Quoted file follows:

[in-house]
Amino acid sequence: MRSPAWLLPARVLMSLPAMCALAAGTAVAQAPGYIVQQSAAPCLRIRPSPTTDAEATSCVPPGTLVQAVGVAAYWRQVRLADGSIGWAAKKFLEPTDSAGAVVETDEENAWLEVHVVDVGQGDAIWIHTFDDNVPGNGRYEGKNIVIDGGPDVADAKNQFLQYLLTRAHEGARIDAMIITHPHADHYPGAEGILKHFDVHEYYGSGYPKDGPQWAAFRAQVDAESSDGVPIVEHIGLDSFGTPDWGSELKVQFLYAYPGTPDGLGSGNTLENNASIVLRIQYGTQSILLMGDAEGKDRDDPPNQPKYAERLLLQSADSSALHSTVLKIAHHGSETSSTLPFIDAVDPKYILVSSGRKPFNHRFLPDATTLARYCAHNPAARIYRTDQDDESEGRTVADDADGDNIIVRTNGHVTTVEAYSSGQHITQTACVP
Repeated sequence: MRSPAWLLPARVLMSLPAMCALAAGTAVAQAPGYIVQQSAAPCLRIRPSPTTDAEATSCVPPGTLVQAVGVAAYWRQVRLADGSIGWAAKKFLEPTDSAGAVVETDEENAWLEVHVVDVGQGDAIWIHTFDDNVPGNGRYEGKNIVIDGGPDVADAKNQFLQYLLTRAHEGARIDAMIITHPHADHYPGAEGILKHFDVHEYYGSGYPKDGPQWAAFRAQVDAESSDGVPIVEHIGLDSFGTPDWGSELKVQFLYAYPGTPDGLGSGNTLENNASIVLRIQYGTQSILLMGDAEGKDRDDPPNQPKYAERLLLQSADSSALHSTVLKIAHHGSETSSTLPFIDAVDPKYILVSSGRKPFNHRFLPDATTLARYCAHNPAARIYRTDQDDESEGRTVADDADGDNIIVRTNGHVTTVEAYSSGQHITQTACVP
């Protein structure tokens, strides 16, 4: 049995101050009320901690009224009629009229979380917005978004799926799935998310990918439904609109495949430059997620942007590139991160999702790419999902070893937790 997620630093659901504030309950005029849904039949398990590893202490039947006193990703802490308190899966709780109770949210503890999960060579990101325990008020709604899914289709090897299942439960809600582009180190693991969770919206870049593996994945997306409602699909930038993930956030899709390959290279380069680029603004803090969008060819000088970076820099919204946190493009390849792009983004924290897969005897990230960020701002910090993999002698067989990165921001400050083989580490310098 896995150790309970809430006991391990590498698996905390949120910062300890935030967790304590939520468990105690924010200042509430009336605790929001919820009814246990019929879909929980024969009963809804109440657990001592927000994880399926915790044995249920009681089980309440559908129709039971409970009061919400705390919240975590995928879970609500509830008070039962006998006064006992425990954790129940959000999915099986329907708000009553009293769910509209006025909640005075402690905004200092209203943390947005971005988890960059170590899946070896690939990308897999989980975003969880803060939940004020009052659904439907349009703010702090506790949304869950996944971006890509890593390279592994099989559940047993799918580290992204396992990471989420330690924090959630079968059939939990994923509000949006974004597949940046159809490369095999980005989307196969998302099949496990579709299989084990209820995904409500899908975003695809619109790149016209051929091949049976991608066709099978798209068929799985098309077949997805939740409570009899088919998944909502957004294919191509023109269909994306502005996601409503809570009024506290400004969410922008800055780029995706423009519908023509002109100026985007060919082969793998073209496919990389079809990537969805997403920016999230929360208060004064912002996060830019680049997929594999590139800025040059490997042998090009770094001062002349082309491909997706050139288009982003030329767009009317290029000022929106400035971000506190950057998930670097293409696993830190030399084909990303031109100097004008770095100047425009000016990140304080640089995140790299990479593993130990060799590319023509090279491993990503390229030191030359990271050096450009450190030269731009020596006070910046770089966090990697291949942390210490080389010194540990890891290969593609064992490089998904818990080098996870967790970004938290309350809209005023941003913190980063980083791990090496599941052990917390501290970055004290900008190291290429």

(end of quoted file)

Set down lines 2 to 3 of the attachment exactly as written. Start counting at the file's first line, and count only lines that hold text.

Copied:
Amino acid sequence: MRSPAWLLPARVLMSLPAMCALAAGTAVAQAPGYIVQQSAAPCLRIRPSPTTDAEATSCVPPGTLVQAVGVAAYWRQVRLADGSIGWAAKKFLEPTDSAGAVVETDEENAWLEVHVVDVGQGDAIWIHTFDDNVPGNGRYEGKNIVIDGGPDVADAKNQFLQYLLTRAHEGARIDAMIITHPHADHYPGAEGILKHFDVHEYYGSGYPKDGPQWAAFRAQVDAESSDGVPIVEHIGLDSFGTPDWGSELKVQFLYAYPGTPDGLGSGNTLENNASIVLRIQYGTQSILLMGDAEGKDRDDPPNQPKYAERLLLQSADSSALHSTVLKIAHHGSETSSTLPFIDAVDPKYILVSSGRKPFNHRFLPDATTLARYCAHNPAARIYRTDQDDESEGRTVADDADGDNIIVRTNGHVTTVEAYSSGQHITQTACVP
Repeated sequence: MRSPAWLLPARVLMSLPAMCALAAGTAVAQAPGYIVQQSAAPCLRIRPSPTTDAEATSCVPPGTLVQAVGVAAYWRQVRLADGSIGWAAKKFLEPTDSAGAVVETDEENAWLEVHVVDVGQGDAIWIHTFDDNVPGNGRYEGKNIVIDGGPDVADAKNQFLQYLLTRAHEGARIDAMIITHPHADHYPGAEGILKHFDVHEYYGSGYPKDGPQWAAFRAQVDAESSDGVPIVEHIGLDSFGTPDWGSELKVQFLYAYPGTPDGLGSGNTLENNASIVLRIQYGTQSILLMGDAEGKDRDDPPNQPKYAERLLLQSADSSALHSTVLKIAHHGSETSSTLPFIDAVDPKYILVSSGRKPFNHRFLPDATTLARYCAHNPAARIYRTDQDDESEGRTVADDADGDNIIVRTNGHVTTVEAYSSGQHITQTACVP